Learn the IU fight song Indiana, Our Indiana, Indiana, we’re all for you! We will fight for the cream and crimson, For the glory of old IU Never daunted, we cannot falter In the battle, we’re tried and true Indiana, Our Indiana, Indiana, we’re all for you!

language requirement?

50 languages each academic year. In Fall 2022, you can take: Akan American Sign Language (ASL) Arabic Bamana Bengali Bosnian/ Croatian/ Serbian Burmese Catalan Chinese Czech Dutch Egyptian (Demotic)

Egyptian (Hieroglyphic) Egyptian (Middle)

Estonian Finnish French German Greek (Classical) Greek (Modern) Haitian Creole Hebrew (Biblical) Hebrew (Modern)

Hindi

Hungarian

Russian

Indonesian

Sanskrit

Italian

Spanish

Japanese

Swahili

Kazakh

Thai

Kinyarwanda

Tibetan

Korean

Turkish

Sorani Kurdish Ukrainian Latin

Urdu

Maya

Uyghur

Mongolian

Uzbek

Norwegian

Vietnamese

Persian

Yiddish

Polish

Yoruba

Portuguese

Zulu

Quechua

• Many of them can fulfill your language requirement • Leverage your major with professional proficiency in a world language • Explore languages taught almost nowhere else in the US • Even more language opportunities are available through the Big Ten Academic Alliance: IU students may take language courses taught at other BTAA universities, enrolled as an IU class and receiving IU credits • IU hosts three federally-funded Language Flagship programs in Arabic, Chinese, and Russian (https://flagship.indiana.edu) ILLUSTRATION BY KATY SZPAK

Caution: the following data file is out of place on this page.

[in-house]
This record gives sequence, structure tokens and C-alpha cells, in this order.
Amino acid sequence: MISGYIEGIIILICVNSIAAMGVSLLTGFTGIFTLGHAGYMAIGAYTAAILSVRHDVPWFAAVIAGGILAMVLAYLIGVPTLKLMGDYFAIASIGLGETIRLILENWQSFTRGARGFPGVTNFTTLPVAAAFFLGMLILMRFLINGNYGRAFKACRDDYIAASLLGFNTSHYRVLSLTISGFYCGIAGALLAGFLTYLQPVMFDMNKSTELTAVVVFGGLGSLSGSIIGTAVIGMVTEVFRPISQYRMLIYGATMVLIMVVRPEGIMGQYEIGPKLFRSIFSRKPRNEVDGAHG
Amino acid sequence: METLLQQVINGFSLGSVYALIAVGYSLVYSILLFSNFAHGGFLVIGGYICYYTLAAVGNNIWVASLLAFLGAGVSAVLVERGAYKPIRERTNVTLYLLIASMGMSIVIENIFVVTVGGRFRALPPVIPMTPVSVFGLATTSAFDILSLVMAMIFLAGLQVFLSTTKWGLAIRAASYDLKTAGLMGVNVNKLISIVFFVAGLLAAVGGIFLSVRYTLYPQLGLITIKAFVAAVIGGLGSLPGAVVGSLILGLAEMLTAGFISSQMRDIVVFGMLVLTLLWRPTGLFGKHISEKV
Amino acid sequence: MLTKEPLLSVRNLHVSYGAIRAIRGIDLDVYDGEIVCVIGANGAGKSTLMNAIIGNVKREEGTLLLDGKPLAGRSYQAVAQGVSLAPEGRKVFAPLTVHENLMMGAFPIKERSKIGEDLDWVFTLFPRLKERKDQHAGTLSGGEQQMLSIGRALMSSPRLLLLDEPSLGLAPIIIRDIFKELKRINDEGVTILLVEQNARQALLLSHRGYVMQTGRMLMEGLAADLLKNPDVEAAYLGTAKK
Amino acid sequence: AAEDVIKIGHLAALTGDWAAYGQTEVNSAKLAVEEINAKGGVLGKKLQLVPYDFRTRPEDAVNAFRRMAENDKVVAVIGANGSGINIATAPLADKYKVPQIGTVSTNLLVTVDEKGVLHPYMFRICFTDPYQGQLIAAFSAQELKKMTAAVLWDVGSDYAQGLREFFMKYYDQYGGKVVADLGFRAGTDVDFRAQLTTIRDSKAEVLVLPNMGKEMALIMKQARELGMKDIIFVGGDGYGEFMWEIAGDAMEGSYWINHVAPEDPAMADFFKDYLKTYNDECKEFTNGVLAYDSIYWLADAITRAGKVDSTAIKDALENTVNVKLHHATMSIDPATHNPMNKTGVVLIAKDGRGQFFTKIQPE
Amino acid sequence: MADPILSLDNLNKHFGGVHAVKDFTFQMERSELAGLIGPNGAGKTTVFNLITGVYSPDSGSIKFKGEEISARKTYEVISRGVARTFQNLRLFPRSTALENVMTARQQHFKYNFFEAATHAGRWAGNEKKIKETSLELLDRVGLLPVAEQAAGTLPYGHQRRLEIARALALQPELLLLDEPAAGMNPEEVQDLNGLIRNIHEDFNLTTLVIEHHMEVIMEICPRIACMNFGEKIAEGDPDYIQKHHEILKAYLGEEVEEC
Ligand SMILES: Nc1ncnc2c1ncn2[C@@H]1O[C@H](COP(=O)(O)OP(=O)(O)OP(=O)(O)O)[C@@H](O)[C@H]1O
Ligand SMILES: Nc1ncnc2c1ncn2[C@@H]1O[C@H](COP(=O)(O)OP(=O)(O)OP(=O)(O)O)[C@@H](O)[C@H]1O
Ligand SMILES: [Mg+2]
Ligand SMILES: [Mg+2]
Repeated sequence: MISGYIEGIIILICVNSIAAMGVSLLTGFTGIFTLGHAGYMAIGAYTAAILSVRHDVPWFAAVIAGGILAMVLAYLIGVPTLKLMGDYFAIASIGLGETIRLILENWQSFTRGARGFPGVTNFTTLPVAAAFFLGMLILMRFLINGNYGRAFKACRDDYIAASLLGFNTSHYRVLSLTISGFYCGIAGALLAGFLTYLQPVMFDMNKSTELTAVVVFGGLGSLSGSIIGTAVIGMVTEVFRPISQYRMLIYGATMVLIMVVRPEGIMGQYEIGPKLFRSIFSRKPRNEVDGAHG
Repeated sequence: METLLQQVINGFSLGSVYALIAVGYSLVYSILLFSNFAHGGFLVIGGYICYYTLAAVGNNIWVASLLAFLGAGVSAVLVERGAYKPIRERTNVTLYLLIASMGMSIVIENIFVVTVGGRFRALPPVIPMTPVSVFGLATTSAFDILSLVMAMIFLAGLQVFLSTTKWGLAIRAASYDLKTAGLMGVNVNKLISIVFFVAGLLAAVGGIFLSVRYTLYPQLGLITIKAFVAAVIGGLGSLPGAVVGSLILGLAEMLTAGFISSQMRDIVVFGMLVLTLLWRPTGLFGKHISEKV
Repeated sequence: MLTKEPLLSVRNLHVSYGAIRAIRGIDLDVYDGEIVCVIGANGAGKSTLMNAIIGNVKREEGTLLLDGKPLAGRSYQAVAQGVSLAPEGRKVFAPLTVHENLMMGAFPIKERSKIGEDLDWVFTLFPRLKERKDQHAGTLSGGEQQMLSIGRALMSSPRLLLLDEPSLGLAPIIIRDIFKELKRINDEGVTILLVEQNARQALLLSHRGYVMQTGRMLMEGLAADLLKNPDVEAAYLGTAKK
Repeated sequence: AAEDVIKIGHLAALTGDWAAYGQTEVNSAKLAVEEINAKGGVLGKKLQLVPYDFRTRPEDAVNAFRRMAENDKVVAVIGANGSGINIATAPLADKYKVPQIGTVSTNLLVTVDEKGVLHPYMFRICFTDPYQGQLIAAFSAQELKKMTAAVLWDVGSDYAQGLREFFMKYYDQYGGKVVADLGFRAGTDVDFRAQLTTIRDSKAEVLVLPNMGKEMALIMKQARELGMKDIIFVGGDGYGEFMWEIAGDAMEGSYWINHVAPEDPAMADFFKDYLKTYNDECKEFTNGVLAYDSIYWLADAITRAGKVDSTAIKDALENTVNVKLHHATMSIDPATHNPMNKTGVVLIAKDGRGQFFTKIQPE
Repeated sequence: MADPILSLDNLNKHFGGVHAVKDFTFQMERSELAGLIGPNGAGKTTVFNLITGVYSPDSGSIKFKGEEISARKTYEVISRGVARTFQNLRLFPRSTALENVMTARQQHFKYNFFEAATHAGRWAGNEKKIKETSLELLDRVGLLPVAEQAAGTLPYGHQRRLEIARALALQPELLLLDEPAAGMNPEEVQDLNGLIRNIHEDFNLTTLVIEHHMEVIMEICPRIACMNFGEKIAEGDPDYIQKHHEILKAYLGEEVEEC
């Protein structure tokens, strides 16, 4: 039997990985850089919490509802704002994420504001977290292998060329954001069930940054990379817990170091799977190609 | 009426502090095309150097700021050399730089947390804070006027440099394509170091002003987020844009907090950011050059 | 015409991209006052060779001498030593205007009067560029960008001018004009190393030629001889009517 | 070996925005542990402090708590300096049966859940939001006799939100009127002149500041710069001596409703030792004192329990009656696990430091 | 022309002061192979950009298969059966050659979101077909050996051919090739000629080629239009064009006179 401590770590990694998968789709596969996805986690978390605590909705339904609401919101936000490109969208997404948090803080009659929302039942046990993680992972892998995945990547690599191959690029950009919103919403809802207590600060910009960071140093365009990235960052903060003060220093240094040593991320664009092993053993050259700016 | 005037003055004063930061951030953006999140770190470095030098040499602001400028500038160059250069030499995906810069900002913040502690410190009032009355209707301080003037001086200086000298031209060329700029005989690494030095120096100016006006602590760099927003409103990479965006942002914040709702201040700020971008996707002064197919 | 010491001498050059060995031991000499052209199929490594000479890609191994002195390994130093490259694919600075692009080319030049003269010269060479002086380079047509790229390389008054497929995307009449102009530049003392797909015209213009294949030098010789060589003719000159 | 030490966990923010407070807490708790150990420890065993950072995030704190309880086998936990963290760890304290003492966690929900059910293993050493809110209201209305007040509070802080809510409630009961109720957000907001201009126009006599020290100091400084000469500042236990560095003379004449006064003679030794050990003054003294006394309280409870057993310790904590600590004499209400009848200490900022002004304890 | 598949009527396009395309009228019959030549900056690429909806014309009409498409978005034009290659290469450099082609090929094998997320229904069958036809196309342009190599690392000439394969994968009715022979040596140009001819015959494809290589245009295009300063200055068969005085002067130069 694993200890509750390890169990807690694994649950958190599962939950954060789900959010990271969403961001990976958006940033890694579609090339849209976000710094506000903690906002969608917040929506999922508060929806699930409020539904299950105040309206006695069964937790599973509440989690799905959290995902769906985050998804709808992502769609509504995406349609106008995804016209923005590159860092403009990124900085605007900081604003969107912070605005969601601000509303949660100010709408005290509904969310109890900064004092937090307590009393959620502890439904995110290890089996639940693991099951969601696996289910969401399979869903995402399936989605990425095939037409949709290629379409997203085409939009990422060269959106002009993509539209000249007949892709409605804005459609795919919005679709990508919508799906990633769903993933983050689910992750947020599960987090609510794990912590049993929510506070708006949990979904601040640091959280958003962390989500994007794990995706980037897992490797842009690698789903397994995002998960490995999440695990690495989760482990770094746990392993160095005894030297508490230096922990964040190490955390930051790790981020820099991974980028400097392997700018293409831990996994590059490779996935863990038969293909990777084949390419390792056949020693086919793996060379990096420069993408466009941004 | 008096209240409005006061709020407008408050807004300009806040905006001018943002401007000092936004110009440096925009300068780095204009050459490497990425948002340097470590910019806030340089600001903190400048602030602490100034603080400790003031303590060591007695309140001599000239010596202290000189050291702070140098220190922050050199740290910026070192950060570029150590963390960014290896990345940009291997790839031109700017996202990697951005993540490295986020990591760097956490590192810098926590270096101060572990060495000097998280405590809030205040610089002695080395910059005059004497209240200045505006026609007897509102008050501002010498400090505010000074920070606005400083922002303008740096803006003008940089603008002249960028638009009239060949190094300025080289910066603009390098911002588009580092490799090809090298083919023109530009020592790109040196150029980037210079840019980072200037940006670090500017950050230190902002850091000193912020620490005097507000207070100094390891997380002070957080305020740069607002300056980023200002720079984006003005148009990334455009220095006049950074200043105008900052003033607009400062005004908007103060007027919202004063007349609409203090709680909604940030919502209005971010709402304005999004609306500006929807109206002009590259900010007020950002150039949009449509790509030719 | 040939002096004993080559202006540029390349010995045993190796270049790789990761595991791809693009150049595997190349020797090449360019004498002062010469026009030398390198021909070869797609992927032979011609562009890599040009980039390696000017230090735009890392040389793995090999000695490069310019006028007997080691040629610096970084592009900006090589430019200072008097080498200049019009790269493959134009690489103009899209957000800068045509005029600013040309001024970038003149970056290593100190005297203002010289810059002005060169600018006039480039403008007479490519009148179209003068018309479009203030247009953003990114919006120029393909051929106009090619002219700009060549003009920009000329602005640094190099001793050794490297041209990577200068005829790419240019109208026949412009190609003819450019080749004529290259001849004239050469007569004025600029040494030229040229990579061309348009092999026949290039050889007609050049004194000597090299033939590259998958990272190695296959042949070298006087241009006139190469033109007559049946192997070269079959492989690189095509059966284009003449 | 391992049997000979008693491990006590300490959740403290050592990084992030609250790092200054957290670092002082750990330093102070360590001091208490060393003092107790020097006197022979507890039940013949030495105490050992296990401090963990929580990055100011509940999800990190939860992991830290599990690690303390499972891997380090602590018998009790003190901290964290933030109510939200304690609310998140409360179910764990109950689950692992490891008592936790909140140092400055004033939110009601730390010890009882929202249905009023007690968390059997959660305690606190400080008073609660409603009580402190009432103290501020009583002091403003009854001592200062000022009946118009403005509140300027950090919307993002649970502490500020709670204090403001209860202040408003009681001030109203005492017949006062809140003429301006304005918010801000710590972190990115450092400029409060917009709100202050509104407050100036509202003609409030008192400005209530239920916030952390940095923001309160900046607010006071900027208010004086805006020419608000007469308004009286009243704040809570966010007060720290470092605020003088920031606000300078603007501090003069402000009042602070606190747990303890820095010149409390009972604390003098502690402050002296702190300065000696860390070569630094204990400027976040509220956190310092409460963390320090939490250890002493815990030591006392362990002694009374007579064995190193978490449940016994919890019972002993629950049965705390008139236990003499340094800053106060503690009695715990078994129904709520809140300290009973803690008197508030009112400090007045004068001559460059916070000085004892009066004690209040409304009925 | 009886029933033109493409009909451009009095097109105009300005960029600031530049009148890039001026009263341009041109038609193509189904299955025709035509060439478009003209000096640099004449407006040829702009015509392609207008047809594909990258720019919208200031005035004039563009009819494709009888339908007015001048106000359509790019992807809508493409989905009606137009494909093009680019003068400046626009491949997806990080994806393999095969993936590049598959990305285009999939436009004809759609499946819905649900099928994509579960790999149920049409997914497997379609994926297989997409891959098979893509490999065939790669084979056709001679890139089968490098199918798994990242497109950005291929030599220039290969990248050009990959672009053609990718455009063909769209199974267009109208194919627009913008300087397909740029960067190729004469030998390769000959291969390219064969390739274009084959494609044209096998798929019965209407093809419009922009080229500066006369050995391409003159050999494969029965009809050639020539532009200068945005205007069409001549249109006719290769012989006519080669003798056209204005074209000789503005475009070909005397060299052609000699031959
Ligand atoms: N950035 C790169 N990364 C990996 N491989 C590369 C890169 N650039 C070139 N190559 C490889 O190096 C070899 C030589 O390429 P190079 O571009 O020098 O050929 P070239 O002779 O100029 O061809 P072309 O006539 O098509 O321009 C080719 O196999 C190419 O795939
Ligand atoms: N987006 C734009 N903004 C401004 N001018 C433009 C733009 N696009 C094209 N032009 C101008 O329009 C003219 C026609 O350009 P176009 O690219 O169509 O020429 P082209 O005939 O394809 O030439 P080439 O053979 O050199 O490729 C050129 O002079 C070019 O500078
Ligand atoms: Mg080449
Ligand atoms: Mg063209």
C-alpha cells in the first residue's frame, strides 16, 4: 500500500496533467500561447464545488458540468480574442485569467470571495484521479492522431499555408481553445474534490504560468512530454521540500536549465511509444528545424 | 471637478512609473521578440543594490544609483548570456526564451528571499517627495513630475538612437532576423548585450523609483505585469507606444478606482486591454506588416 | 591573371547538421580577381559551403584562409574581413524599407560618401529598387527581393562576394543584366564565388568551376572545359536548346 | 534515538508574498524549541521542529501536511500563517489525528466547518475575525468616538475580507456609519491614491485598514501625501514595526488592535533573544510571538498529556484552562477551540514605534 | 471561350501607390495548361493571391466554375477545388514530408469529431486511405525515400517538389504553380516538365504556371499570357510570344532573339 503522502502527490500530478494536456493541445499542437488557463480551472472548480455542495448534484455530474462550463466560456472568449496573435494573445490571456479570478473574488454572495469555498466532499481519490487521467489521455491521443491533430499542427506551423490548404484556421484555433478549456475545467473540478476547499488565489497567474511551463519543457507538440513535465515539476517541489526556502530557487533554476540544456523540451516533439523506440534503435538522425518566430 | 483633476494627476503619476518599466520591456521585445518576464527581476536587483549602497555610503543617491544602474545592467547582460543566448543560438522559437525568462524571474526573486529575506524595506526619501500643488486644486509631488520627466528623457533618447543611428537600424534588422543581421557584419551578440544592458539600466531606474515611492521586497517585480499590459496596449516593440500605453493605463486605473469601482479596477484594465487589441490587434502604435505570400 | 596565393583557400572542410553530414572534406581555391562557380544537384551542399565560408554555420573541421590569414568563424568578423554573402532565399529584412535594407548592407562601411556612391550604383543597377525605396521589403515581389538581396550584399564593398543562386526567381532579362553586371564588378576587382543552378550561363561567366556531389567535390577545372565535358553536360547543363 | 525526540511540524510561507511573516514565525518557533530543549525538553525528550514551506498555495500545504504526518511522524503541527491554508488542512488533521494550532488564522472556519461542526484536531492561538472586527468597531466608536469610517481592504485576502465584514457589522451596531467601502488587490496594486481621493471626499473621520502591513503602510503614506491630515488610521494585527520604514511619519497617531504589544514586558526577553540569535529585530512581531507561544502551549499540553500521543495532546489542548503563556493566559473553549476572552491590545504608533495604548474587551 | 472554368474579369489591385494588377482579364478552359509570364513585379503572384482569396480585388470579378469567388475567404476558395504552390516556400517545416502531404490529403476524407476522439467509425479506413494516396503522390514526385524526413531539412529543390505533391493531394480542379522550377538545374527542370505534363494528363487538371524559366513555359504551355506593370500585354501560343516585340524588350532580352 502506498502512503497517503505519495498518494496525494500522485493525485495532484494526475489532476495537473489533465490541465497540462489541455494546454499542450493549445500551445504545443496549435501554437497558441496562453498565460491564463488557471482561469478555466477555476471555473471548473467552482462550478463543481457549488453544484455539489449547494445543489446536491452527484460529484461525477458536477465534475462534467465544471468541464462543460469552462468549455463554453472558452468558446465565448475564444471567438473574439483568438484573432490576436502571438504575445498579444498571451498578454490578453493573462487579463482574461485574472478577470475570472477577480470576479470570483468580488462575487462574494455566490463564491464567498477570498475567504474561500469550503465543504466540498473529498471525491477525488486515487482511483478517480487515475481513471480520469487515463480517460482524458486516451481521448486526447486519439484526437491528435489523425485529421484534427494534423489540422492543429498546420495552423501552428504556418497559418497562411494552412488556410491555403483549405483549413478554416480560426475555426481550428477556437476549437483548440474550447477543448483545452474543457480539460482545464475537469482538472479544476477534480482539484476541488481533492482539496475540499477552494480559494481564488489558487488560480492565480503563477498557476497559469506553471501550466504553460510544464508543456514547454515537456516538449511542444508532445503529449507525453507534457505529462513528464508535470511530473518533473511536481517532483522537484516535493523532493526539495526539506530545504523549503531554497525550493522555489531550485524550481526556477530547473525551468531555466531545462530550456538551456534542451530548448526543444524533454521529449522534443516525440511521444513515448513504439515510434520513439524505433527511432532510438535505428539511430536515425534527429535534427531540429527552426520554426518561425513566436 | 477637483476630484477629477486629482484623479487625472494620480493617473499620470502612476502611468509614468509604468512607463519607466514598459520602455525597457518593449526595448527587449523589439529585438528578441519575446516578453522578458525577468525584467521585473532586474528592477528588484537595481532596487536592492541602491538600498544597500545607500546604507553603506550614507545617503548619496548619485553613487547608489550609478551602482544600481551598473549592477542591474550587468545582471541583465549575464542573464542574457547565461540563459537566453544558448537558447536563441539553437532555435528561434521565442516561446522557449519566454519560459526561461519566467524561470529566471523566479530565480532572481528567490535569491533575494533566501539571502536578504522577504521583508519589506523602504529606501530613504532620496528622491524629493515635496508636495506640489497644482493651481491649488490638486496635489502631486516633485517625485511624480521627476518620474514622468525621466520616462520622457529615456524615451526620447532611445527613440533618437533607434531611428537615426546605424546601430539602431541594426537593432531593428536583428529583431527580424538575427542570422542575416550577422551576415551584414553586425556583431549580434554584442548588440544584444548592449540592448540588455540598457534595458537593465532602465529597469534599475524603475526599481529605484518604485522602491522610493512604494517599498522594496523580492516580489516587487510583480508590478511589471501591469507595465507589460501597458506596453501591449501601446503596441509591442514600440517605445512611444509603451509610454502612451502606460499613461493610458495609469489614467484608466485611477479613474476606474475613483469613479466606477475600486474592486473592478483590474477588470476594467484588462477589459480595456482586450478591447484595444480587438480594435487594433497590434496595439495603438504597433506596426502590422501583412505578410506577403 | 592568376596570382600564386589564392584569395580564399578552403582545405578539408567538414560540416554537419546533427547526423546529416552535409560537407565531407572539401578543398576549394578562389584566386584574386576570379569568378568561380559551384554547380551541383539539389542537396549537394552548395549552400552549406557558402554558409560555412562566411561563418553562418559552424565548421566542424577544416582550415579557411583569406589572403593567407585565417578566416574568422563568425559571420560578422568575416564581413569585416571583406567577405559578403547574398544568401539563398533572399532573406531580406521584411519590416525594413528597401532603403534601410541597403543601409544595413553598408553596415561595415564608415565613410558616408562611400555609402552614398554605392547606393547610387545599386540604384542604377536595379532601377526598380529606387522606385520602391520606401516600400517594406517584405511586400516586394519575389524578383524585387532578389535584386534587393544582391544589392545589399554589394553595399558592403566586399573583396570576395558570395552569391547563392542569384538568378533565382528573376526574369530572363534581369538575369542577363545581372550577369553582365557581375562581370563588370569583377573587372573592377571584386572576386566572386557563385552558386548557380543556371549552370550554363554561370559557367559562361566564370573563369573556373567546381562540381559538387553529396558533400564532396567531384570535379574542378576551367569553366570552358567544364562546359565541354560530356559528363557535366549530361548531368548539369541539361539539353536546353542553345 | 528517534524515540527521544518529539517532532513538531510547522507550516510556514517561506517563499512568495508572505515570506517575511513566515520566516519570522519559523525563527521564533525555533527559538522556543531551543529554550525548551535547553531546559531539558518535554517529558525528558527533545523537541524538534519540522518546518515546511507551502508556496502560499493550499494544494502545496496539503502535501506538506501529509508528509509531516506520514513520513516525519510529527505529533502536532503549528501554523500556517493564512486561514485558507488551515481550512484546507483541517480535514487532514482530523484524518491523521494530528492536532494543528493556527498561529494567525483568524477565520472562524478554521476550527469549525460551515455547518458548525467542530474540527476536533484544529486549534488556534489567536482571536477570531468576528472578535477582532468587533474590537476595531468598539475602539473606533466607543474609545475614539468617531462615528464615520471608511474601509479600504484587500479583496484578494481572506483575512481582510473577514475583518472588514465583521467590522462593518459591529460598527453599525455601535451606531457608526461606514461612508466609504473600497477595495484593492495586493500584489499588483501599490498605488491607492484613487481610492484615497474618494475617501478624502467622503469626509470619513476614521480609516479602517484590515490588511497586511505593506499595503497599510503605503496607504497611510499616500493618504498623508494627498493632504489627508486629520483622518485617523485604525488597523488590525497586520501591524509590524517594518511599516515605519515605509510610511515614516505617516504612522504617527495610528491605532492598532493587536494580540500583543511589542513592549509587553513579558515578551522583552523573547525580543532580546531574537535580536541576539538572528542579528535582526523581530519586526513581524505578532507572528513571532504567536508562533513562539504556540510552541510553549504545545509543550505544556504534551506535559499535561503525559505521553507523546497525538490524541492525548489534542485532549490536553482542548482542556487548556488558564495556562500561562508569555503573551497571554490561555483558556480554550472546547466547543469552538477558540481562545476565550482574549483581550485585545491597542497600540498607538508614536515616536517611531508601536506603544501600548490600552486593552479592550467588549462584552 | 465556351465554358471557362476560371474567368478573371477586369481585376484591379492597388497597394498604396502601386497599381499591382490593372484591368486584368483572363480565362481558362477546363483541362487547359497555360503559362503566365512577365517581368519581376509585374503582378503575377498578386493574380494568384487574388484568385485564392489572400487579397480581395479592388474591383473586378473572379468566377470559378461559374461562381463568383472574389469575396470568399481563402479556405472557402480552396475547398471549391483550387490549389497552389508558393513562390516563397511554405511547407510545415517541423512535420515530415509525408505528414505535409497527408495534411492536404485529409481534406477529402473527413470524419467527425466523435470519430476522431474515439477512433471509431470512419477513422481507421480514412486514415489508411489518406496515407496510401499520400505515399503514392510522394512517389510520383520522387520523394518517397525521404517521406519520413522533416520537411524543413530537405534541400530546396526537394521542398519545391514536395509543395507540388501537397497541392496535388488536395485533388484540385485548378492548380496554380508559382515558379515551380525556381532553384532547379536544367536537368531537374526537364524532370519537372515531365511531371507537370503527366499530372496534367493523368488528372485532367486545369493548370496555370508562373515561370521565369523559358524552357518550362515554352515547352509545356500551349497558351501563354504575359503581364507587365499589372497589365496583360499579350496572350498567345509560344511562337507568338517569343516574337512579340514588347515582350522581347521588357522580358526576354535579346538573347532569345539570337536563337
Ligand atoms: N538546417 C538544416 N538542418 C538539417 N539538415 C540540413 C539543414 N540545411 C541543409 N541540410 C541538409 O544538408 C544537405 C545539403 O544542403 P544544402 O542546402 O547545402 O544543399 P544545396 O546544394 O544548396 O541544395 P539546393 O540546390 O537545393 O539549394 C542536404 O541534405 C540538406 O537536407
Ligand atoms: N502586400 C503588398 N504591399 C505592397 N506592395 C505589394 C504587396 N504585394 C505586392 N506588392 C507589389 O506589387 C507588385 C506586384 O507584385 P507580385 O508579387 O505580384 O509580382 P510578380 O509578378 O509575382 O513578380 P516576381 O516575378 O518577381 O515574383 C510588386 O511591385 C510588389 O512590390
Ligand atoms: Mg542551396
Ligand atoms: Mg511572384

SUMMER 2022 | ORIENTER NEW STUDENT GUIDE

For more language information and resources, as well as a one-minute optional survey with the opportunity of earning a $5 Amazon gift card, visit: https://go.iu.edu/3MVv


Campus arts through the years

IU is home to a vibrant arts community filled with performances and exhibits for students to experience.

1973 Bobby London, Tony Michael, and Ray Shell perform in the play, “The Me Nobody Knows.” ARBUTUS FILE PHOTO

ARBUTUS FILE PHOTO

1996 Sophomore Elizabeth Miller prepares for her role as a Snowflake in “The Nutcracker.” Performance of the ballet is an annual tradition at IU.

IDS FILE PHOTO BY IZZY MYSZAK

2019 Students visit an exhibition in the Eskenazi Museum of Art. The museum’s exhibitions showcase art from its permanent collection and from traveling shows from venues throughout the world.

ARBUTUS FILE PHOTO 1997 David Baker serves as conductor for a student concert. Among his many honors, Baker was named a Living Jazz Legend by the John F. Kennedy Center for the Performing Arts.

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IU ARCHIVES

1941 Renowned artist Thomas Hart Benton teaches an art class. Benton’s murals are showcased at IU including in the IU Auditorium, next to the School of Fine Arts.